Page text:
|The New Gong Magazine
Publishers of New Writing and Images
It was during the Ibrahim Babangida years that major publishing companies
said goodbye to Nigerian literature. Recession, dwindling interest, the
emergence of new authors outside Africa and the global decline in the book
industry had long sent the African Writers Series packing. Political persecution
only upped the ante. The Abacha years cast a seemingly impenetrable cloud
over the Nigerian literary firmament.
But it was not all pall and gloom in this season of anomie. Wole Soyinka won
the Nobel Prize for Literature in 1986 and Ben Okri followed with the Booker
Prize in 1991. However these achievements, contextually speaking, were
mighty ripples in a sick sea. It is to the eternal credit of the Nigerian writer that,
despite infamous persecutions like the executions of General Mamman Vatsa
in 1986 and Ken Saro-Wiwa in 1995, the eclipse was not total, especially
among writers who could or would not flee Nigeria.
But the cactus of literature often blossoms in the desert of adversity. A
journalist, Helon Habila, ushered in the new phase of Nigerian literature onto
the global stage when his self-published prison short story, ‘Waiting for An
Angel’, won the 2001 Caine Prize in African Literature. It was like an uncorked
tap. In barely ten years new flowers of Nigerian literature blossomed: Sefi Atta,
Tolu Ogunlesi, Eghosa Imausen, Uche Peter Umez, Uwem Akpan, Biyi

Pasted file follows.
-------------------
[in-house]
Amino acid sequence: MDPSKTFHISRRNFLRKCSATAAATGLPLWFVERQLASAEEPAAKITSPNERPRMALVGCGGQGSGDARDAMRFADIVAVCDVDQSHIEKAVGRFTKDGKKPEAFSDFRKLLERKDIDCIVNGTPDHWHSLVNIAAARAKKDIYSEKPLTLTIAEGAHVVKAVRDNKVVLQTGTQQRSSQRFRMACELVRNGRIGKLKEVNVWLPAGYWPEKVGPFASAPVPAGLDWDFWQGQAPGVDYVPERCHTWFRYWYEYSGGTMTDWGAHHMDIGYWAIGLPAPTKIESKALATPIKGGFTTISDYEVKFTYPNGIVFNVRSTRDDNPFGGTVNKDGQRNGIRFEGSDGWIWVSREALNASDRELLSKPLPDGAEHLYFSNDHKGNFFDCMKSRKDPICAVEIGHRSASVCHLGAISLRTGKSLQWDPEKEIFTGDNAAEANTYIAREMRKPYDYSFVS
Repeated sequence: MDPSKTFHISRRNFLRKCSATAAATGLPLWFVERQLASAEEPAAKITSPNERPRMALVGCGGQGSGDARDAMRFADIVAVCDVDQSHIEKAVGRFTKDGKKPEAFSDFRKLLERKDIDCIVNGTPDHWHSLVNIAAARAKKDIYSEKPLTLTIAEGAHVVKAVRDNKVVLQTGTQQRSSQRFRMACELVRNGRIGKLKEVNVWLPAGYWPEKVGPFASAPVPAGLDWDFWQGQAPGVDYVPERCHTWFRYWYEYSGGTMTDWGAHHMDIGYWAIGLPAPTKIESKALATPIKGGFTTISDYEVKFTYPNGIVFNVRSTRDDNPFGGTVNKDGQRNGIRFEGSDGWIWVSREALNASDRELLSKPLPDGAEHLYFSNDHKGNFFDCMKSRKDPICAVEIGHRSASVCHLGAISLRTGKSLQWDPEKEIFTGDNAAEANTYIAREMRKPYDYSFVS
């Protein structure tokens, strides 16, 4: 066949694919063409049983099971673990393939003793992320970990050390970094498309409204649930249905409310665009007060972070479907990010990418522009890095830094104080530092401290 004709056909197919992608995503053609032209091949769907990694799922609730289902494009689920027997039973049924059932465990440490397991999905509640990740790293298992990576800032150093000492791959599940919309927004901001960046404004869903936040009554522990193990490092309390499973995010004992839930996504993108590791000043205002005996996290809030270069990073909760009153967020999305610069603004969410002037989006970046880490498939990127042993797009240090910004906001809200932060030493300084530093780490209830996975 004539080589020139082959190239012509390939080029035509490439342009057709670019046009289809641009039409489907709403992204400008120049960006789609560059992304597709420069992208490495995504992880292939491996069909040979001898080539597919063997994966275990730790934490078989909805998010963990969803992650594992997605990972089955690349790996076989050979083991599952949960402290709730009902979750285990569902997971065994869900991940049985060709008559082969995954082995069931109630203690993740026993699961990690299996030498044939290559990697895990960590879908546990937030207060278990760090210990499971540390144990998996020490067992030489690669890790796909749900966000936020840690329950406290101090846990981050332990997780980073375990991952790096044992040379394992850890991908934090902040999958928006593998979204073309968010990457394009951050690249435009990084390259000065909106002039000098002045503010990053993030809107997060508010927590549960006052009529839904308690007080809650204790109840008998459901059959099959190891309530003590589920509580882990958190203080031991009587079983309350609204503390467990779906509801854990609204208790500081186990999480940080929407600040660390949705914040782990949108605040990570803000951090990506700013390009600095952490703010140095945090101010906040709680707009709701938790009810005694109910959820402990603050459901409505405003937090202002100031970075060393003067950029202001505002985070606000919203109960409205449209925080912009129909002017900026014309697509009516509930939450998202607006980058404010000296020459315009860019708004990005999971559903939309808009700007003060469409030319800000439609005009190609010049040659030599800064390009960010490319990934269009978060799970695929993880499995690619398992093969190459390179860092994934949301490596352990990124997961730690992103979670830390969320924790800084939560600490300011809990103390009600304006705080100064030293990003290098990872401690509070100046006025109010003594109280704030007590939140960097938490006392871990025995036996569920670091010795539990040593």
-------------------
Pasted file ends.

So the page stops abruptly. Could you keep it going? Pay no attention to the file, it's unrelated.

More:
Bandele, Dulue Mbachu and Toni Kan are just a few of the new dazzlers in our
The road Nigerian literature has travelled is dotted with potholes. But the
landmarks are there for all to see. Outside football and Nollywood, literature is
one boon even Nigeria’s most rabid haters agree we have given the world.
Our writers continue to bring pride to Nigeria with their solid achievements.
Prizes might not be the best way of assessing literary impact but for our
writers, both the grandees and grandchildren, to continuously win laurels on
an almost annual basis imply that we are getting it right.
In terms of literary craftsmanship we have come of age. Non-African literary
critics often denigrate African literature as sociological texts because of our
overriding concern with the peculiar dynamics of our milieu. Art for its own
sake is not popular among Nigerian writers. The claims and counterclaims of
cultural clichés used to pervade Nigerian literature. But the tide has turned in
the last twenty years in a manner that indicates literary sure-footedness
among our writers. Contemporary Nigerian writers, while acknowledging the
debts they owe their forerunners, are increasingly taking their space in the
globalized world, albeit with a Nigerian flavour. Diverse, controversial and even
‘taboo’ subjects and themes are fair game. Eg. Jude Dibia’s novels are
searing exposé on homosexuality and incest.
Our female writers have come of age rather awesomely. From a handful in the
1960s and 1970s they have blossomed into sturdy oaks that gracefully bear
the sweet burden of much of contemporary Nigerian literature. The pioneer
roles of Flora Nwapa, Zulu Sofola, Buchi Emecheta and Zaynab Alkali opened